Without sufficient action, experts warn that coastal and low-lying areas in the UK that are vulnerable to flooding could be completely submerged in water by 2050.
In 2020, the rise in global sea levels reached a record high of 3.6 inches above 1993 levels according to a study by climate.gov.
The rate at which sea levels are rising has also more than doubled throughout most of the twentieth century from 0.06 inches per year to 0.14 inches per year.
The top 10 areas at risk to be underwater by 2050 are Portsmouth, East Riding of Yorkshire, Arun (West Sussex), Merton (London), Chichester (West Sussex), Kensington and Chelsea, Conwy (Wales), Great Yarmouth (Norfolk), West Berkshire and Worthing.
Bolton and South Holland in Lincolnshire would also be badly affected.
According to Climate Central’s interactive costal risk screening tool, rising sea levels could render parts of North Wales and eastern England underwater in thirty years, along with swathes of railways, farmland and holiday resorts.
The eastern coast is predicted to be majorly hit with the sea potentially claiming large areas inland including Hull, Lincoln and Spalding.
In the west, the Lancashire coast including Blackpool and Southport are among the areas that could be underwater by 2050.
The capital looks like it will fare no better with areas near the river likely to be affected including Fulham, Greenwich and Stratford, up to Walthamstow.
Experts said that Buckingham Palace could be flooded up to its second floor even under the best-case scenario, prompting the need to move the capital from London.
Climate Central has also developed a powerful visual tool to illustrate the potential impact of global warming using Google Earth images. Realistic renderings of coastal locations that will be affected by rising sea levels can be seen through the Picturing Our Future interface.
It shows how parts of the UK, including historical and cultural landmarks, will be underwater, for example, the Brighton Palace Pier.
Over 1.3 million residential and commercial addresses in Britain will be at risk of flooding by 2050 according to locations intelligence provider Gamma.
The effects of climate change are already being seen in Britain with February 2020 being the wettest recorded one due to the arrival of storms Ciara, Dennis and Jorge.
Even if the world follows a low greenhouse gas pathway, by the year 2100, global sea levels are likely to rise at least 12 inches above what they were in the year 2000.
According to NASA, the ocean absorbs more than 90% of the heat trapped by the planet due to the increasing concentrations of greenhouse gases in the atmosphere. As the water heats up, its volume expands and causes a rise in sea levels.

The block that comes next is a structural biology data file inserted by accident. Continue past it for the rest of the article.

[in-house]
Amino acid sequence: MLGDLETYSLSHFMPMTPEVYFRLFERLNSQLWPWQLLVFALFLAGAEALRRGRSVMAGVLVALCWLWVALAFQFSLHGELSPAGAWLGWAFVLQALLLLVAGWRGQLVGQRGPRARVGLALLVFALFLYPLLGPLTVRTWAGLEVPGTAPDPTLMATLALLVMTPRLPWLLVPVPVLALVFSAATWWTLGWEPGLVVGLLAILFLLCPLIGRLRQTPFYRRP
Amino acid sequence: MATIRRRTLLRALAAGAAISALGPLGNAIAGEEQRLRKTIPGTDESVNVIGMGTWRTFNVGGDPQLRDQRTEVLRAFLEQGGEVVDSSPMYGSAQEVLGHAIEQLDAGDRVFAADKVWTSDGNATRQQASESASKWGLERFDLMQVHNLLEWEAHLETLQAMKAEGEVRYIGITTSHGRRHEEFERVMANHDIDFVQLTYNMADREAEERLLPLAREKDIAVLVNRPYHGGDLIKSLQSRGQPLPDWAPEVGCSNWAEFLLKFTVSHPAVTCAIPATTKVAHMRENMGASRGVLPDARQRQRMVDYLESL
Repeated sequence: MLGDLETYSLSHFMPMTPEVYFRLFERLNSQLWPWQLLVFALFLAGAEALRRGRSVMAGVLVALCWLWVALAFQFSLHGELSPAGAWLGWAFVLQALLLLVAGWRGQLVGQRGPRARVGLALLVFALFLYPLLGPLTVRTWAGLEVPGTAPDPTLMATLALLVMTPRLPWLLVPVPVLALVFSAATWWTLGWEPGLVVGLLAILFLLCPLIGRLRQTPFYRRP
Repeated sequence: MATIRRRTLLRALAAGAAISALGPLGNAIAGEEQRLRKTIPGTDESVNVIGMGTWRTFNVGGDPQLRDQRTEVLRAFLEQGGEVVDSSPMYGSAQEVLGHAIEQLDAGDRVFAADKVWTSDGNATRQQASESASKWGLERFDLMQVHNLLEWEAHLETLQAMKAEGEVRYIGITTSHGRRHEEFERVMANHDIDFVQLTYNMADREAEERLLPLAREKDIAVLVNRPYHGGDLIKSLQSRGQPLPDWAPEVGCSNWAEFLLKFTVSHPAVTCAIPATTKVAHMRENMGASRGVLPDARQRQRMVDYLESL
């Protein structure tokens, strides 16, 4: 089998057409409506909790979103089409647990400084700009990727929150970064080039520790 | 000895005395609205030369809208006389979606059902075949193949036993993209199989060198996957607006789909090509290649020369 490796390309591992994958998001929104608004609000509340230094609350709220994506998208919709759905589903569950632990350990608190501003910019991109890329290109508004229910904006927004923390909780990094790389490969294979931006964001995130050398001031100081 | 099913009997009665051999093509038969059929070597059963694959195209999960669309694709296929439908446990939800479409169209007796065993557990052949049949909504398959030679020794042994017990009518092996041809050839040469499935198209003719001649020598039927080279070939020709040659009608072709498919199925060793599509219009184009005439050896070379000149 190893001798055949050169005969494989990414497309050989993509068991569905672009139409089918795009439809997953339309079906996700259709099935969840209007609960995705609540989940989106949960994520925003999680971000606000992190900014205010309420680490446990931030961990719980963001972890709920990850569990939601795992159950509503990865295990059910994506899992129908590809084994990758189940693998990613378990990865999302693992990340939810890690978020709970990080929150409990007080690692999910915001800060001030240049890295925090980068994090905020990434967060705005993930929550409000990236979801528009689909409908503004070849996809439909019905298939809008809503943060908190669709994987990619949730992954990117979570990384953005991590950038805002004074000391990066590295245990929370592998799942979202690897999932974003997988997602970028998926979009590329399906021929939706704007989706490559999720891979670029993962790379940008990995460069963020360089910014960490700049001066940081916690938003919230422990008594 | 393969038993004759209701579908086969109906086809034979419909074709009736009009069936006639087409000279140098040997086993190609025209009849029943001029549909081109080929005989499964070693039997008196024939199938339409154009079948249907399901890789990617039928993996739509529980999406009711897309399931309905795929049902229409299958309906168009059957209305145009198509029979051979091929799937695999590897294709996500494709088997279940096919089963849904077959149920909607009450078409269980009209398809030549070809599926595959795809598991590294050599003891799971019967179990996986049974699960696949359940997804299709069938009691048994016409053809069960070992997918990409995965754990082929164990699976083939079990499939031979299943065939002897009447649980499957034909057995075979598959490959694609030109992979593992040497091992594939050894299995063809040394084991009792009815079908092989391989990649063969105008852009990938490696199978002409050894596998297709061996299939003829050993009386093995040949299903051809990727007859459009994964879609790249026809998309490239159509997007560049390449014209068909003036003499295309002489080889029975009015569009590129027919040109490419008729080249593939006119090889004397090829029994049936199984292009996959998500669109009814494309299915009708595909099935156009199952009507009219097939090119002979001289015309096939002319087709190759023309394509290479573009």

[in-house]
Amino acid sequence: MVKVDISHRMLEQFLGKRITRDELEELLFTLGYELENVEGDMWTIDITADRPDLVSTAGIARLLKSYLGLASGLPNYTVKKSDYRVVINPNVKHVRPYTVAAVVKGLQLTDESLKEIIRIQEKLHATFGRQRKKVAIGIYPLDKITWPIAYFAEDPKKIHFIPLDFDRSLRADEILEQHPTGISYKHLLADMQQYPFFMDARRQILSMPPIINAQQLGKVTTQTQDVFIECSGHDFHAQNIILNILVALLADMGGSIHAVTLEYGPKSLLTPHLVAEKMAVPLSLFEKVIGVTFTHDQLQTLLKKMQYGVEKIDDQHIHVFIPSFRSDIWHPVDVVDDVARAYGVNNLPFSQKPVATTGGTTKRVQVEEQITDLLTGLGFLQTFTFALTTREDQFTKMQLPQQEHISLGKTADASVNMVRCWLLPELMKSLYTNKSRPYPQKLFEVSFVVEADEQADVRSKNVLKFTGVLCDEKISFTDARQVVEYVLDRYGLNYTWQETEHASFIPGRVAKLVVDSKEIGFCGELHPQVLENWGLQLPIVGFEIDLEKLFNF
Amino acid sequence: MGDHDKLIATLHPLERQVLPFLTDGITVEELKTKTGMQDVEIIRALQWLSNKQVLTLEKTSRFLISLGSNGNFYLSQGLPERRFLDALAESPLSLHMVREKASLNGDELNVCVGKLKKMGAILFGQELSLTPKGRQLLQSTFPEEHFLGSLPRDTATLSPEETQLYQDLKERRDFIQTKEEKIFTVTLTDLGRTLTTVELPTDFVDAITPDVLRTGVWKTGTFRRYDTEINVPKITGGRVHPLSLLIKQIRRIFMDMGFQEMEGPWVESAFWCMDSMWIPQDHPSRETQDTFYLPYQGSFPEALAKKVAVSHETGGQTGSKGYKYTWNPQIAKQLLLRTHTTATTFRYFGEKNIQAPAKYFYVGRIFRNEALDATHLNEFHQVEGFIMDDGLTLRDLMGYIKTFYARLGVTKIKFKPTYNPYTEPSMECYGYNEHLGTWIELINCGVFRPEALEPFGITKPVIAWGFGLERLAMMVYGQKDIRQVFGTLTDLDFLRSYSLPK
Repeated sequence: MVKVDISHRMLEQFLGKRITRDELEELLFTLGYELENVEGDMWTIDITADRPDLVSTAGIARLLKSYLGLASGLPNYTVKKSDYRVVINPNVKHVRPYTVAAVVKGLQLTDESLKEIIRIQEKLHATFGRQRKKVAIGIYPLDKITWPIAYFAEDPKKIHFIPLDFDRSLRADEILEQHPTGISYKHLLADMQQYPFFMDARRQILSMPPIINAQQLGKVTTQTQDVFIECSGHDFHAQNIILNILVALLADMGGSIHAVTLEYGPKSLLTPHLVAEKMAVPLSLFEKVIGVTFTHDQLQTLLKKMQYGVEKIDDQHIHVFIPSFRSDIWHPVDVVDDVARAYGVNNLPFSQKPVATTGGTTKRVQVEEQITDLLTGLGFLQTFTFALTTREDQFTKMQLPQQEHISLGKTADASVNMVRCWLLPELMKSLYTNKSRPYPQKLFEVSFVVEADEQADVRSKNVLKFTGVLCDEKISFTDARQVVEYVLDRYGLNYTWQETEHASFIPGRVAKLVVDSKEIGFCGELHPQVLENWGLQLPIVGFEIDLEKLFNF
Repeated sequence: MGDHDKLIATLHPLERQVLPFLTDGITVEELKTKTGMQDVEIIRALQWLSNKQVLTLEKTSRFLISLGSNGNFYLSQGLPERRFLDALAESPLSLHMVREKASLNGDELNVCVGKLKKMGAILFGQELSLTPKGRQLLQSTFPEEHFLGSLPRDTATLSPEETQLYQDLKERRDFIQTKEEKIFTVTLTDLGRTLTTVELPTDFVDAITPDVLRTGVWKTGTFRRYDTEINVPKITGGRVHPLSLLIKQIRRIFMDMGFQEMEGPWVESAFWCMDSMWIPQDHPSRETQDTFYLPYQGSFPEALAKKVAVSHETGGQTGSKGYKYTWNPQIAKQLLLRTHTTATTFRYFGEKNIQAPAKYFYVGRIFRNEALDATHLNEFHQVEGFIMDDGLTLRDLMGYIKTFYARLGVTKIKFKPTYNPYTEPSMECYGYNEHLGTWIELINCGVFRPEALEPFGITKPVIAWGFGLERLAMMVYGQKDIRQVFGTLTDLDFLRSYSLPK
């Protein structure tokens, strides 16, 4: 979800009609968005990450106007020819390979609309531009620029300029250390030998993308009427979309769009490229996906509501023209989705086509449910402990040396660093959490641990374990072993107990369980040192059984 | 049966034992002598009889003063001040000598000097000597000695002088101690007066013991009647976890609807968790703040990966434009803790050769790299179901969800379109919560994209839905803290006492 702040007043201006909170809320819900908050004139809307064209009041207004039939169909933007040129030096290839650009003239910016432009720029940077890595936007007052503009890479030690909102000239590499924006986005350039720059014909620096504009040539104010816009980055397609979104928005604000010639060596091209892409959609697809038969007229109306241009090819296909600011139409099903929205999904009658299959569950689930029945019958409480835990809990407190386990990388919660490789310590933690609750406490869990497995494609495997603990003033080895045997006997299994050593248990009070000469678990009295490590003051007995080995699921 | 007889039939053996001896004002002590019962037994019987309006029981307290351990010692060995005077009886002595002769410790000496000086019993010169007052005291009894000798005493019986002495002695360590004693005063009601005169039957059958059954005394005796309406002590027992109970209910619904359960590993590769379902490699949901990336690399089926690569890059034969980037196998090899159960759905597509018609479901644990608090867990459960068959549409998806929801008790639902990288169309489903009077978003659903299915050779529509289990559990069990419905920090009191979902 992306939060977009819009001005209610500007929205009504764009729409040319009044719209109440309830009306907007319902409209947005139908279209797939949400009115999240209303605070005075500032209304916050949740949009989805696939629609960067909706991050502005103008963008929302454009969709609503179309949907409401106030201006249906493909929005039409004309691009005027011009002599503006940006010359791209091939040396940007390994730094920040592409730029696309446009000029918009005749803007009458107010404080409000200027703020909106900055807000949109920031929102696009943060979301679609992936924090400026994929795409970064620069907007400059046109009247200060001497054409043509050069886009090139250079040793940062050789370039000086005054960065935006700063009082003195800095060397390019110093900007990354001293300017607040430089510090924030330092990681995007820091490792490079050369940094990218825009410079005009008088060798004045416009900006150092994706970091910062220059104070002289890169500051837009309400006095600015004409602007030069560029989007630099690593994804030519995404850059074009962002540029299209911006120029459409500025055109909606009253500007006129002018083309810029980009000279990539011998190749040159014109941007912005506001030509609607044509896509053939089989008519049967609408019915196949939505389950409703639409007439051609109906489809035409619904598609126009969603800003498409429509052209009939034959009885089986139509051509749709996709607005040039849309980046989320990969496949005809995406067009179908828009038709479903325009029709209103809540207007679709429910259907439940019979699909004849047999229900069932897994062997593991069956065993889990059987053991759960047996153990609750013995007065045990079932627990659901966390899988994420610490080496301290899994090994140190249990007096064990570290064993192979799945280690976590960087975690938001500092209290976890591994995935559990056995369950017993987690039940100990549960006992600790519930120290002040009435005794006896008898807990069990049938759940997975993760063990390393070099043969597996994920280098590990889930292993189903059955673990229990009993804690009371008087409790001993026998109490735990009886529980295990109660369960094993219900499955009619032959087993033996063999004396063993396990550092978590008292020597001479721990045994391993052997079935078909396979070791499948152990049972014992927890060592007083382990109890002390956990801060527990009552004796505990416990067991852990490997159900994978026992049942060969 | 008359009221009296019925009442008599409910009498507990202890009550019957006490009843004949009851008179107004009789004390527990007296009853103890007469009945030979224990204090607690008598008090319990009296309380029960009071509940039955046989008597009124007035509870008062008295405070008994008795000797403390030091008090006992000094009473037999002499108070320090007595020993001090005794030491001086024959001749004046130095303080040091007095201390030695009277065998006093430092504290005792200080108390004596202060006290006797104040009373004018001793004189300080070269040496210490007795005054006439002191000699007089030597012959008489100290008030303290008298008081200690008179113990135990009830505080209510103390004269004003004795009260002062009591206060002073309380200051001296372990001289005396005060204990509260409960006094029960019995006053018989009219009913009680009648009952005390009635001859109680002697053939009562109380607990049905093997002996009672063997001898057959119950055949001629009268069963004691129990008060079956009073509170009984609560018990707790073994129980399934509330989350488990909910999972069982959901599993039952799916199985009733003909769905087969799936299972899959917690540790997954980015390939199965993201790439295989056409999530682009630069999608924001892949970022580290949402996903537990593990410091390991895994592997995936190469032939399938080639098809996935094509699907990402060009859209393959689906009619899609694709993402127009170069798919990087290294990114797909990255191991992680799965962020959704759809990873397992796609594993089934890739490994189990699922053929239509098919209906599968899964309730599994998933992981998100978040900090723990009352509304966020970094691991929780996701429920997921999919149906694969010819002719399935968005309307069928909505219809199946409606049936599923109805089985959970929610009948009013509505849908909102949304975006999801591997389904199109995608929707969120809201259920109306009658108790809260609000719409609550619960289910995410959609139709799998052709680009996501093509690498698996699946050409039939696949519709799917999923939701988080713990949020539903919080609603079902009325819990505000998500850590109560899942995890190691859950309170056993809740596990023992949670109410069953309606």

Warmer oceans will lead to increased rainfall and stronger, more frequent storms. As the planet gets warmer, the melting ice sheets also contribute to rising sea levels. As a result, low-lying coastal areas around the world already face frequent flooding and some could potentially become uninhabitable in the future.
World leaders are currently in discussions about making lasting policy changes to tackle the effects of climate change at COP26 in Glasgow. The UK government has also planned to invest significantly in flood prevention projects like raising flood walls and expanding floodplains over the next six years.
What is London doing to protect itself from rising sea levels?
There is a current Thames Barrier in place to protect the city against flooding and is being used 6-7 times a year on average. However, this was not intended to protect against sea-level rises caused by climate change.
The Environment Agency has devised a new plan called the Thames Estuary Plan which contains protection strategies for the next 15 years and beyond until the end of the 21st century.
According to the Environment Agency, the Thames estuary’s most significant flood risk is from a tidal surge event and therefore a system of defences has been constructed to reduce the risk of tidal flooding. This includes the Thames Barrier, other smaller barriers, 350 kilometres of flood walls and embankments, pumping stations and flood gates.
The plan is based on a relative sea-level rise of 90 cm by 2100 but is adaptable to differing rates of sea-level rise up to 2.7 m by 2100.
The Thames Estuary Plan was approved by the government in 2012 and sets out how the Environment Agency, working with partners, will continue to protect the 1.25 million people and £200 billion worth of property from tidal flood risk in the capital.